Images from Tuesday night's game against Richmond at Allen Fieldhouse.
Kansas coach Bill Self talks after the Jayhawks' 87-59 victory over Richmond on Dec. 18, 2012.
Elijah Johnson, Naadir Tharpe and Jeff Withey talk to reporters following the Jayhawks' 87-59 victory over Richmond on Dec. 18, 2012.
One last tomato can laid to waste in front of an adoring crowd, the Kansas University basketball team looked ready for the challenge of stepping into the ring with another highly ranked national-championship contender.
In playing outrageously good defense in the first half and sharing the ball so unselfishly all the way, Kansas had no trouble burying Richmond, 87-59, Tuesday night in Allen Fieldhouse.
Afterward, nobody on the winning side had any illusions as to the enormity of the next challenge.
“We’ve done a good job holding serve at home and playing with energy,” Kansas coach Bill Self said. “Now we’ll find out how good we are, though. Let’s be serious: The season starts Saturday.”
In Columbus, a main event that features No. 9 Kansas against a No. 7 Buckeyes squad seeking to avenge losses from a season ago in Allen Fieldhouse and in the Final Four in New Orleans, where giant rats ran around the press room like they owned the place.
Senior point guard Elijah Johnson, who left 16,300 tongues hanging with a wicked cross-over dribble that resulted in him setting up freshman Perry Ellis for an easy bucket, knows Kansas can’t prove itself without getting the job done away from the nation’s most significant homecourt advantage.
“I feel like that’s the only thing we haven't done,” Johnson said. “We've played on a neutral floor. We've played at home. We've played great shooting teams. We've played good driving teams. I feel like the only thing we haven't done is go to somebody else's house and try to bring the pain.”
Richmond knows all about the pain Johnson referenced. Peter Parker would have had trouble scoring for the Spiders the way mobile 7-footer Jeff Withey, his eyes never losing the ball, his arms spanning the globe, made the lane a don’t-even-think-about-it zone.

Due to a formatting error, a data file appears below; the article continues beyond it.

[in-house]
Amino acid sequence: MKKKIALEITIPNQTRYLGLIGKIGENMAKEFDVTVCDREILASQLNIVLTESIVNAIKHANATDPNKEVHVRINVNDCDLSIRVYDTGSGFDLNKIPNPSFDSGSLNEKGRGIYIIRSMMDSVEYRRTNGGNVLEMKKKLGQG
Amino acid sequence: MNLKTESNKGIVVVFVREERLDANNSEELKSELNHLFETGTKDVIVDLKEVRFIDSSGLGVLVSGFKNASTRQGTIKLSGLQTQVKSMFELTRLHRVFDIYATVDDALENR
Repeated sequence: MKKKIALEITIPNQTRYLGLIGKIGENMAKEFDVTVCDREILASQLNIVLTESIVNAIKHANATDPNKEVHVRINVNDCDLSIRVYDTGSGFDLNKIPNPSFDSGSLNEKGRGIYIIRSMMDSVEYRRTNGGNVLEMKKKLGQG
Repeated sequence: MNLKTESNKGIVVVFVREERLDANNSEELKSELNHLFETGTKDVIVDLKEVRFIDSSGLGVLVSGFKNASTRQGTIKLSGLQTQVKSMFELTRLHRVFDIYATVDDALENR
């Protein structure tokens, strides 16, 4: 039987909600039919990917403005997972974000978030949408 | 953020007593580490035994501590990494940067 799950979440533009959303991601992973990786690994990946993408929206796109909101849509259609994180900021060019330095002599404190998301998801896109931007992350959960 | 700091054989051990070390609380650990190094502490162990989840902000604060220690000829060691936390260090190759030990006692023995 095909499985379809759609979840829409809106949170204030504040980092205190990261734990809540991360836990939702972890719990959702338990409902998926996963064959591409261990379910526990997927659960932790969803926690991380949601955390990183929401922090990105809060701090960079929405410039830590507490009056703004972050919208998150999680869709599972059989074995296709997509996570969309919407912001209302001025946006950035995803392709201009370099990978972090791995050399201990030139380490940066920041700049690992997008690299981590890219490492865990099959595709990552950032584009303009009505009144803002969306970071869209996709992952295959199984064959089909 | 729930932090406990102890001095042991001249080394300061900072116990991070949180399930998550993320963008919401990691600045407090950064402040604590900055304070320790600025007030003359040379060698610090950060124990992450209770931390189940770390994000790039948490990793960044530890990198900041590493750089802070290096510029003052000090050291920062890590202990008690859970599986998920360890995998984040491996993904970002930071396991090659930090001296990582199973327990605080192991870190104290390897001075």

Stat of the day, even better than Kansas going on an 18-0 run that spanned eight minutes and 16 seconds: Richmond made three shots inside the three-point line in the first half. That’s three two-point field goals in 20 minutes, which translates to one dusted spot on the Withey family trophy case for national defensive player of the year honors.
How Withey’s defense and the team’s terrific ball movement at the other end withstand the hostility brought by the 19,200 spectators who will pack the Schottenstein Center will be revealed Saturday.
Regardless of the outcome, there is a great deal to like about the latest Kansas top 10 basketball team. For one, it seems drama-free. No bad body language. Nobody seeming to play favorites. No glory hogs. No ballhogs. Nobody comes off as if he is forcing the right words out of his mouth when saying nice things about a teammate.
When the team’s best player has an ego unaltered by the constant worship thrown the way of college basketball stars, that doesn’t hurt in developing strong team chemistry. When the best player so rapidly and constantly improves during his senior season, that challenges teammates to keep pace. Withey’s confidence is soaring and that of opponents withers at the sight of him.
Self sounds confident about his team, but not all of his curiosity about it has been satisfied.
“Now we can go up there and hopefully take a real enthusiastic team up there, hunker down, see how tough we are and find out a lot about ourselves,” Self said. “... We need to have a good three days of preparation and go up there feeling good about ourselves, but understanding that this is going to be a true test of where we are right now. Right now, even though we played better, I still don’t know. This will clear some things up for us.”
Withey will bring the same quick feet and long reach to Columbus. The same starting five — one remarkably talented freshmen and four seniors — will be called onto the floor before the opening tip.
How will the Jayhawks handle the hostility?
“Our guys have so much confidence playing at home, but to me it’s obviously much tougher on the road,” Self said. “You don’t play at home during the NCAA Tournament, so we need to figure out how to do it.”
Tipoff is scheduled for 3 p.m. Three days before Christmas, for a two-hour window, don’t expect long lines at the stores in Lawrence.